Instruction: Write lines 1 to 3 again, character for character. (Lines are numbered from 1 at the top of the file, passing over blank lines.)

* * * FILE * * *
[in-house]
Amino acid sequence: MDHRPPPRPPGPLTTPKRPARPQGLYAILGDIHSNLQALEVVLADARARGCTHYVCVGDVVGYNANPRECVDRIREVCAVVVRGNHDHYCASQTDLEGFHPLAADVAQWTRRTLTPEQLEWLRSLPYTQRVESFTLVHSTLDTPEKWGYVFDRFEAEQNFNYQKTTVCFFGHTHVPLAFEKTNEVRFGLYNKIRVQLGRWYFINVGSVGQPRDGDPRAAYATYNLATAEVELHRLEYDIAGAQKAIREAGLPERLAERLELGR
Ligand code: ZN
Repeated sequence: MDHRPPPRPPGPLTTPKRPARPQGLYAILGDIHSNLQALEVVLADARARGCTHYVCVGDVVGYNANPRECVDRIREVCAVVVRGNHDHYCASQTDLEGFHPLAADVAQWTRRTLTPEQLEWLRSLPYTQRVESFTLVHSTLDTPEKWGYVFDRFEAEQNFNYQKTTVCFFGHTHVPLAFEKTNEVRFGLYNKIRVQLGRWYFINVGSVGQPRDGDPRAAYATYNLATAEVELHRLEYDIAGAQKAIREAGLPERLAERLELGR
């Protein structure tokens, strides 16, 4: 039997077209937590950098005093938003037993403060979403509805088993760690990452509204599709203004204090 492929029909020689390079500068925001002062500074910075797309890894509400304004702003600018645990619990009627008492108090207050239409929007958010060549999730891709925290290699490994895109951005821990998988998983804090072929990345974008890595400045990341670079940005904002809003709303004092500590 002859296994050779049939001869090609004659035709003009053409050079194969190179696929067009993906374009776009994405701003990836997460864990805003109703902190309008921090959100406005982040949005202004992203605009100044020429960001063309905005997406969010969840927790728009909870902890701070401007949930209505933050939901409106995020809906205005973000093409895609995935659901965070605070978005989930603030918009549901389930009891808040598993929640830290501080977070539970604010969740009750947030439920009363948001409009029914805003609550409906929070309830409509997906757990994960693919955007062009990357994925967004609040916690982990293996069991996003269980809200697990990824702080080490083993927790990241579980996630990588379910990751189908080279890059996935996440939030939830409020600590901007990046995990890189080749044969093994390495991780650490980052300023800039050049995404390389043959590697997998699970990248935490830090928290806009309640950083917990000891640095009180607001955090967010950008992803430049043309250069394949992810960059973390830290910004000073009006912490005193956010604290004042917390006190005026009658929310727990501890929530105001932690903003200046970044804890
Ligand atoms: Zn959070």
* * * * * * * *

[in-house]
Amino acid sequence: MDHRPPPRPPGPLTTPKRPARPQGLYAILGDIHSNLQALEVVLADARARGCTHYVCVGDVVGYNANPRECVDRIREVCAVVVRGNHDHYCASQTDLEGFHPLAADVAQWTRRTLTPEQLEWLRSLPYTQRVESFTLVHSTLDTPEKWGYVFDRFEAEQNFNYQKTTVCFFGHTHVPLAFEKTNEVRFGLYNKIRVQLGRWYFINVGSVGQPRDGDPRAAYATYNLATAEVELHRLEYDIAGAQKAIREAGLPERLAERLELGR
Ligand code: ZN